• time and consistency (require investment over

Brand Strategy
A Good Brand
American Airlines mix of offline and
online advertising emphases advantages
to memberships including nonexpiring airmiles
and online services superior service club
frequent flier club club lounges comfortable
chairs portable defibrillators on every
flight safe on-time transportation
Marketing Communications
Core Product or Service
Source Rayport, J.F. Jaworski, B.J. (2001).
E-Commerce. Boston McGraw Hill/Irwin, p.186
Brand Strategy
A good brand positive consumer benefits respon
ses core product/service brand
awareness customers loyalty confiden
ce satisfaction wrap-arounds strong brand
associations (consistent company relevant,
uniqueness, reduce costs memorable,
distinctive, higher profits positive) brand
Brand Strategy
  • Offline, traditional brands
  • Coca-Cola
  • McDonalds
  • Dell
  • BMW
  • Sony
  • Disney
  • Mercedes
  • Online brands
  • Amazon
  • Yahoo
  • AOL
  • ZDNet
  • Smile
  • Cahoot
  • Google

Crossover brands (offline brands into online and
vice versa)
Brand Strategy
  • distinctions between offline and online are
    breaking down
  • some brands (e.g. Smile) were established as
    online brands but also use offline promotional
    activities to grow the brand
  • some brands are extensions of offline or online
    brands (a mixture or hybrid)
  • some brands are shifting (migrating) from offline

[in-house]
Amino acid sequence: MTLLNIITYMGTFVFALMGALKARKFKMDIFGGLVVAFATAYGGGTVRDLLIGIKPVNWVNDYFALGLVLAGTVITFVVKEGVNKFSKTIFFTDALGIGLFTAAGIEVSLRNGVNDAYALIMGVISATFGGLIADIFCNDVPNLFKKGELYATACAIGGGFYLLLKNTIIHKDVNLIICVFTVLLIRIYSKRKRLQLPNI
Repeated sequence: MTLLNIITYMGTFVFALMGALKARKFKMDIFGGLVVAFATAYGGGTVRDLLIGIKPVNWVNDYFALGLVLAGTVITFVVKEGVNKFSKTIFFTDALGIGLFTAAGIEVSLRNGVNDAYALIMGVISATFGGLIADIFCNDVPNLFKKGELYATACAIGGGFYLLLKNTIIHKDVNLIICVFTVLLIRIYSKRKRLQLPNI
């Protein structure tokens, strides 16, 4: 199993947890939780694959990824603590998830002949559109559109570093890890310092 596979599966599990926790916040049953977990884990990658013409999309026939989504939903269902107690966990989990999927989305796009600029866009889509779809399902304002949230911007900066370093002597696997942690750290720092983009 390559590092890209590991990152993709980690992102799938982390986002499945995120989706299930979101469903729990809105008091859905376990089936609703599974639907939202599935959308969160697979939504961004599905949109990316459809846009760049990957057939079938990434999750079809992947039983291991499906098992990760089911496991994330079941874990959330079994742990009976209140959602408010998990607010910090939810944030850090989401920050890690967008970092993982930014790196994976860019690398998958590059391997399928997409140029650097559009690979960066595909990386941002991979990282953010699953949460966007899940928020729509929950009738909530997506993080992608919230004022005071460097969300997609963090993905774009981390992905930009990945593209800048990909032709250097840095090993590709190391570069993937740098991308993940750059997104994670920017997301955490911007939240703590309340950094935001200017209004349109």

to online (e.g. Britannica Encyclopædia)
  • some brands were established offline but use
    online promotions

Brand Strategy
  • When an e-commerce web site is established
  • Most companies migrate their brand online (risk
    if website is poorly designed and difficult to
  • Extend existing brand online (with a slight
    variation on online)
  • Promote the brand in association or partnership
    with a strong online brand
  • Create a new online brand (e.g. Smile)

Brand Strategy
  • Effectiveness of online brand advertising
  • Need to establish
  • whether people connect a brand to the ad
    (prompted or top-of-mind awareness)
  • Connect the message to a brand (message
  • To what extent people are favourable to the brand
  • Likelihood of purchasing (purchase intent)
  • What attributes are attached to the brand such as
    cool or fun (brand attributes)

Brand Strategy
  • The Ten Step Branding Process
  • Clearly define the brand audience
  • Understand the customer
  • Identify key leverage points in customer
  • Continually monitor competitors (online
    competition fierce)
  • Design compelling and complete brand intent
  • Execute with integrity (trustworthy messages)
  • Be consistent over time
  • Establish feedback systems (quick online)
  • Be opportunistic (at individual level online)
  • Invest and be patient
  • Source Rayport and Jaworski (2000) p.191

Brand Strategy
Brand Strategy
Brand Strategy
Brand Strategy
  • Chaffey, D., Mayer, R., Johnston, K.
    Ellis-Chadwick, F. (2006). Internet marketing.
    Strategy, implication and practice, (3rd ed).
    London Pearson Education. (2nd ed 2003) chapter
    5 The internet and the marketing mix